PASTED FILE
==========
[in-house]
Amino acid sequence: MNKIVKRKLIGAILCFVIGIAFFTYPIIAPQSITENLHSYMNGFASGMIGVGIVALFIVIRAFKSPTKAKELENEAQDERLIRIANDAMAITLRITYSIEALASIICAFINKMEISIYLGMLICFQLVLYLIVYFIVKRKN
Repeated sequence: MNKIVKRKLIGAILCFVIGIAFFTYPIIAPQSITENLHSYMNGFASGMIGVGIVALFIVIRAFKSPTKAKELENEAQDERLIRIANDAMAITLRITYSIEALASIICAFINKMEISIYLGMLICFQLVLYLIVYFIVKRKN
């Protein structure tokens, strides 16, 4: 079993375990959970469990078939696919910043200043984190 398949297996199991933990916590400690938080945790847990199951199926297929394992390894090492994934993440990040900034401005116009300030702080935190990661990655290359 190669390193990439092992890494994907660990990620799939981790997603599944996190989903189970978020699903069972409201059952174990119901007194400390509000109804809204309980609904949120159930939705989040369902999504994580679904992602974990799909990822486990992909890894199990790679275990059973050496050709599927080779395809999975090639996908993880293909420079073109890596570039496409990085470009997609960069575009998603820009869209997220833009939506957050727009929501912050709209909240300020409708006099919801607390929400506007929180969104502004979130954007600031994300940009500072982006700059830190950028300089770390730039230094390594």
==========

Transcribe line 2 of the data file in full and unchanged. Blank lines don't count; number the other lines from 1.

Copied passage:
Amino acid sequence: MNKIVKRKLIGAILCFVIGIAFFTYPIIAPQSITENLHSYMNGFASGMIGVGIVALFIVIRAFKSPTKAKELENEAQDERLIRIANDAMAITLRITYSIEALASIICAFINKMEISIYLGMLICFQLVLYLIVYFIVKRKN